Home Buyers Survey, Building Surveys

A Long and Winding Road

I recently carried out a survey inspection in Matlock Bath, which is situated in the southeast of the Peak District. The property is a 1900 detached stone-built property with timber components (i.e. windows and doors) with a G rating energy efficiency. There is also a derelict garage to the left, extensive surrounding gardens and a hillside narrow road with a 2-metre restriction for access. Basically, it’s as original as you can get and not unusual to find within the locality.

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When I drove to the property, there were parts of the road with wooded fencing and tiny curbs which should be ok for anyone to drive right? I guess. My least favourite part however was when I encountered another vehicle. In that awkward moment, I started to recall my first ever driving test and I had a ‘pass or fail’ kind of moment. I used all my attention and focus to not only possibly scratch my vehicle but not to have a long ride down the main road. I then managed to park in someone’s driveway to give way. Whiled I waited for the vehicle to pass, I started to think that the driveway was kind of a good parking spot that I can use while I carried out the survey. I thought however that it wouldn’t be nice knowing that someone is reversing down while I take 2 hours taking pretty pictures of the property. Anyways, I got to the property safety and met the vendor onsite. Mission accomplished.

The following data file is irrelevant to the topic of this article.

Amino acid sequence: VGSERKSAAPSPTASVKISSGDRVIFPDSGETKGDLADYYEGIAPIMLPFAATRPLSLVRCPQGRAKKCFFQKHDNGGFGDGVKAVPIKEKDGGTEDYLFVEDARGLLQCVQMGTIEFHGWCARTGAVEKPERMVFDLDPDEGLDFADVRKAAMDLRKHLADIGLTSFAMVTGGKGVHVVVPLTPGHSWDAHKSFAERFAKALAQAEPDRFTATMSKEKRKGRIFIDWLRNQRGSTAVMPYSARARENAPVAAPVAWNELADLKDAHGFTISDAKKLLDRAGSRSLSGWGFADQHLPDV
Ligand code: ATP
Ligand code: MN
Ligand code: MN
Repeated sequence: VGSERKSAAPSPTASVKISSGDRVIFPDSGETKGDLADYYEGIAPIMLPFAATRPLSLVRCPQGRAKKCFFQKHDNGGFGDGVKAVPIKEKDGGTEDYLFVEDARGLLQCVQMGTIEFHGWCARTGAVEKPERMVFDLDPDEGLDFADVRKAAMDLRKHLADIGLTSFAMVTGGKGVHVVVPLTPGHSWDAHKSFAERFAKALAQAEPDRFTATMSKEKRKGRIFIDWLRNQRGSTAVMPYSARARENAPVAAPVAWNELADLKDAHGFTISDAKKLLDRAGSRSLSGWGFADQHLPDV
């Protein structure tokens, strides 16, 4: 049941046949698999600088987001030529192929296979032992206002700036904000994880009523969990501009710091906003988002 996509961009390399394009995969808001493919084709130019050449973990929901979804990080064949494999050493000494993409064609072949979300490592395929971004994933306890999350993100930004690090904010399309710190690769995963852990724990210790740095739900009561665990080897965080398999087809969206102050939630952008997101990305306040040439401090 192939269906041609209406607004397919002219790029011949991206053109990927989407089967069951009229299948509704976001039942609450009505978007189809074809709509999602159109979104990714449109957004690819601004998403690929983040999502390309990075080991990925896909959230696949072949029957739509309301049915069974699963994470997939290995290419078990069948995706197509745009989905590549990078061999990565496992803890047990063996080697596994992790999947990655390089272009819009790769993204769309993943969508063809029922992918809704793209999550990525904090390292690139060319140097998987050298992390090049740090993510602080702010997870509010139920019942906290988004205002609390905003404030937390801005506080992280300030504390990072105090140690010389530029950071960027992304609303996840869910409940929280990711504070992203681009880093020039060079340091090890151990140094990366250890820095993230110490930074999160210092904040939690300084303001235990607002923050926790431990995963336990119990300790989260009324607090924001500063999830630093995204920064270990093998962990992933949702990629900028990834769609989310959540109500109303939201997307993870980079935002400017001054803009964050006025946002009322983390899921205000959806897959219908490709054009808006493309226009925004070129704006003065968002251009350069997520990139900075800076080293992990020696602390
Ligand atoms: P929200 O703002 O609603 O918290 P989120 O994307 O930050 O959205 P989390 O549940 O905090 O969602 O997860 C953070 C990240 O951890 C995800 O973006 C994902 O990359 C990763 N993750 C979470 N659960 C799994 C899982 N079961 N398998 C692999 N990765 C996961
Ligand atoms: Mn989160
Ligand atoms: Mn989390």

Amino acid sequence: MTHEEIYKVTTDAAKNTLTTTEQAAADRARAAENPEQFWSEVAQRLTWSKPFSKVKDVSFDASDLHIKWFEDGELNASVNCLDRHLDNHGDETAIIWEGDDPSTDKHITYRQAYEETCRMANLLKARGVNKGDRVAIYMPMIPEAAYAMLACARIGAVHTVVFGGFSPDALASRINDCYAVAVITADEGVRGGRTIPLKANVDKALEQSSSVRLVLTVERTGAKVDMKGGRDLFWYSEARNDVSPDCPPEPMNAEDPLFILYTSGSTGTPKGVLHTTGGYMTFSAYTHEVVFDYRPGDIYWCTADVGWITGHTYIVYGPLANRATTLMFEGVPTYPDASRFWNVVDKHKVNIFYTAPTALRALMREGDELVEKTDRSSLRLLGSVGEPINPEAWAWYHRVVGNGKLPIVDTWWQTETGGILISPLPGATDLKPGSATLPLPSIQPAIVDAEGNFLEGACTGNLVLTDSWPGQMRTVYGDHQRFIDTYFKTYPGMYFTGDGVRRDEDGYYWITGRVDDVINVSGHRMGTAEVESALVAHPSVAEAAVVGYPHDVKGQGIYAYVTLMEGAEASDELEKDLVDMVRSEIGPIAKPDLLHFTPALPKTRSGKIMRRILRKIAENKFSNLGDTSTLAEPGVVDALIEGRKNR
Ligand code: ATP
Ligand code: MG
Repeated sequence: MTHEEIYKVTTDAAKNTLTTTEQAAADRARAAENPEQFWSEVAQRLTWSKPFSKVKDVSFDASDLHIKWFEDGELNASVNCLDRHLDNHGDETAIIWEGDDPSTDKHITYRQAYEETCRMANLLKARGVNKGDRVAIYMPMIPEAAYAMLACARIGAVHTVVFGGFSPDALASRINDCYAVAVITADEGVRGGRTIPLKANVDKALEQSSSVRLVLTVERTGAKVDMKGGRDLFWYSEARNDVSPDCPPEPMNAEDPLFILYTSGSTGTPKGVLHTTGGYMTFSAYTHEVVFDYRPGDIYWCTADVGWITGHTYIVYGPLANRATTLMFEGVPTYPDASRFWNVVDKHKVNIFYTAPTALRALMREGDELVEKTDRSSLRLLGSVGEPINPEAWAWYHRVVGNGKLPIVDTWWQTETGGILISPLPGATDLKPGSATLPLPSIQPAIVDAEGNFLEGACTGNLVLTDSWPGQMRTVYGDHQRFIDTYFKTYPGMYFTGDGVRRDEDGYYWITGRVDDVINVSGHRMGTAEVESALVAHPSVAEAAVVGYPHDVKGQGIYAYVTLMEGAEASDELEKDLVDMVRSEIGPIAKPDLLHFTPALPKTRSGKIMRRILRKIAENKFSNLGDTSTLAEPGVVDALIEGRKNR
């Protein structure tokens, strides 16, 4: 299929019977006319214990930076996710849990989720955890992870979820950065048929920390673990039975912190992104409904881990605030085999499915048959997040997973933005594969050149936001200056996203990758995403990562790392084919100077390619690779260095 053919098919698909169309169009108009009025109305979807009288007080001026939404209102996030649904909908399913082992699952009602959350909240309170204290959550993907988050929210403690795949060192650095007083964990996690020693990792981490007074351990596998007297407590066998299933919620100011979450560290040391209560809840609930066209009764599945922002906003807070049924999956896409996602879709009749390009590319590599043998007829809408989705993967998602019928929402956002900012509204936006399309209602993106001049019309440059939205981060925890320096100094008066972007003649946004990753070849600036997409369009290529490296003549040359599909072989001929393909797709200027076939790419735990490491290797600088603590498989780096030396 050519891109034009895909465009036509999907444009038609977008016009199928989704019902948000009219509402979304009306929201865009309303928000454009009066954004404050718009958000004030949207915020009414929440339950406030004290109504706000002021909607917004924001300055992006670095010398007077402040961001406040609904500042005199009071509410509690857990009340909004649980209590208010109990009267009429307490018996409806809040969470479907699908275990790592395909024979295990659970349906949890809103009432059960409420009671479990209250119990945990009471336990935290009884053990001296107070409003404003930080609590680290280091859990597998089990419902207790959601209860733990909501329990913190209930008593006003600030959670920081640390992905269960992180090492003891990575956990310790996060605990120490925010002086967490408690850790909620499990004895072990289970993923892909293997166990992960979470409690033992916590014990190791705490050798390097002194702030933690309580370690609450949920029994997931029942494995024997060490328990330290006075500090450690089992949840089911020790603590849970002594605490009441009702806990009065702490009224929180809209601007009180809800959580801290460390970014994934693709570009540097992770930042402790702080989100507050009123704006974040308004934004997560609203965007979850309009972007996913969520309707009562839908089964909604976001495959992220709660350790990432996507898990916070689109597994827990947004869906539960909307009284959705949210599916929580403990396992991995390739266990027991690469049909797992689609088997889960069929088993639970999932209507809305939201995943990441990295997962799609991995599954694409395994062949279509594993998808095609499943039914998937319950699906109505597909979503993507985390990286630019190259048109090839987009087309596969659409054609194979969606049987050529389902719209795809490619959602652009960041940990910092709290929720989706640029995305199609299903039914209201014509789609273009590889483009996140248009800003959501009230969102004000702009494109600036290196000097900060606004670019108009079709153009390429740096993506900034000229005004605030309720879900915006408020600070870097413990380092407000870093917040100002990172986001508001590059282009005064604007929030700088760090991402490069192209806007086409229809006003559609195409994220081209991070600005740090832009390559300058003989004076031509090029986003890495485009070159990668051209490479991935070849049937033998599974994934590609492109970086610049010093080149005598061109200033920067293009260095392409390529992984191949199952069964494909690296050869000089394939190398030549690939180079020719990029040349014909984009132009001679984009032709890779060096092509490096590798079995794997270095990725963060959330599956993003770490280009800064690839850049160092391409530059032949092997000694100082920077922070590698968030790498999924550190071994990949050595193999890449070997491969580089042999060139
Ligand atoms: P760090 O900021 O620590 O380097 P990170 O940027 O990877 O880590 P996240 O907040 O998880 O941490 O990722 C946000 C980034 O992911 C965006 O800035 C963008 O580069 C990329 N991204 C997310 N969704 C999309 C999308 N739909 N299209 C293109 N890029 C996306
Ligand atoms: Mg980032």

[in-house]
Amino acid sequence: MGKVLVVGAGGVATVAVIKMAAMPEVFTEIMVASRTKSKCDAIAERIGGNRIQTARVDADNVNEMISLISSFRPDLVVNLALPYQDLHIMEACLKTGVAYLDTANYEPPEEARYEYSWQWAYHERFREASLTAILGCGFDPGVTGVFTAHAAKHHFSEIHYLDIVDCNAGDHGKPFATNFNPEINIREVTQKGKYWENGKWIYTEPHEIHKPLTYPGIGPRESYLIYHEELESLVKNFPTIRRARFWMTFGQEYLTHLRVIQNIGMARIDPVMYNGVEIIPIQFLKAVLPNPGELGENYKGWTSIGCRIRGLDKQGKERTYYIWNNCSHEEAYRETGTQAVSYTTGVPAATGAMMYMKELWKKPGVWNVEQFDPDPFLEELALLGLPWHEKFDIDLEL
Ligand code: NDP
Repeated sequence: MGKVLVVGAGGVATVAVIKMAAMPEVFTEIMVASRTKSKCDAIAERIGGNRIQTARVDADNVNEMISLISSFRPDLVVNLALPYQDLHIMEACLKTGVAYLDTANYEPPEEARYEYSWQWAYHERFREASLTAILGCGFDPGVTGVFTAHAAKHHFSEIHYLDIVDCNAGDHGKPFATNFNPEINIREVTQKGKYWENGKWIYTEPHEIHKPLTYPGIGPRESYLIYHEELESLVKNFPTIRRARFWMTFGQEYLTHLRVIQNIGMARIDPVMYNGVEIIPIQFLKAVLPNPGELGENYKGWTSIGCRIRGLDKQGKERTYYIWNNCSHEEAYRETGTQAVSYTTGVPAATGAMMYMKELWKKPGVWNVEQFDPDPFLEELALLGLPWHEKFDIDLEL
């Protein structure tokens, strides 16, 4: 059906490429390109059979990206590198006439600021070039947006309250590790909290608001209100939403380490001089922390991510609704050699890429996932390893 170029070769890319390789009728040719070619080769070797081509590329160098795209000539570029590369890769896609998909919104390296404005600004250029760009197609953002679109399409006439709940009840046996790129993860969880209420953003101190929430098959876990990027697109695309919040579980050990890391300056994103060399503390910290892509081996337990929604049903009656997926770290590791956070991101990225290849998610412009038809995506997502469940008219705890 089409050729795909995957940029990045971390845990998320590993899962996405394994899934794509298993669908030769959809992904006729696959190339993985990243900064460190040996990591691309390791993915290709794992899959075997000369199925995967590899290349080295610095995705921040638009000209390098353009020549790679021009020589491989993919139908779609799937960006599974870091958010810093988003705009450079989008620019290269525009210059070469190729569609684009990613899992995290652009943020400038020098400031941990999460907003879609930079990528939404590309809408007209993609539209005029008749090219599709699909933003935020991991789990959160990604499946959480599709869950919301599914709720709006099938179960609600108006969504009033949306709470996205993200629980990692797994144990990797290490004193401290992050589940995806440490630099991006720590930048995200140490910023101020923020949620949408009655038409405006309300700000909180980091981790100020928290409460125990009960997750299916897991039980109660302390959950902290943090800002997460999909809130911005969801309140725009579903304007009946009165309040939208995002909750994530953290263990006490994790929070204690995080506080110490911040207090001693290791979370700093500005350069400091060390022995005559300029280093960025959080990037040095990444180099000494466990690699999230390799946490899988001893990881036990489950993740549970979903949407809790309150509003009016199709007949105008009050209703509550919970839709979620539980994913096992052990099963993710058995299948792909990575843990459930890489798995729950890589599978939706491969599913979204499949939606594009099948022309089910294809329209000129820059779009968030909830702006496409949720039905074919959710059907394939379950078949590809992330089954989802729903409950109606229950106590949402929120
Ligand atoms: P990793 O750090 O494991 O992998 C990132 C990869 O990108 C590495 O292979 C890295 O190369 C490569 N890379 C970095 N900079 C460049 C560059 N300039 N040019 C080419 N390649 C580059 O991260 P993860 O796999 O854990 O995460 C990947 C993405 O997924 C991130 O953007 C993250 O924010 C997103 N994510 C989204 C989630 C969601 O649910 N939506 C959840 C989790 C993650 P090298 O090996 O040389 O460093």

Looking back at that time, it was quite a funny experience. I think there are always new things to learn and encounter when surveying.
Overall, it’s always a pleasure to visit the village for a survey inspection, especially when having to view the landscape from the rear garden. It fascinates me that localities with hillsides such as Matlock Bath still have narrow roads that do not cater for most vehicles. But I guess it highlights the unique perks and character of the locality. Anyways, I’m looking forward to my next survey inspection in the village and driving across the narrow, long and winding roads again.

By Jay Basa – AssocRICS, BSc (Hons)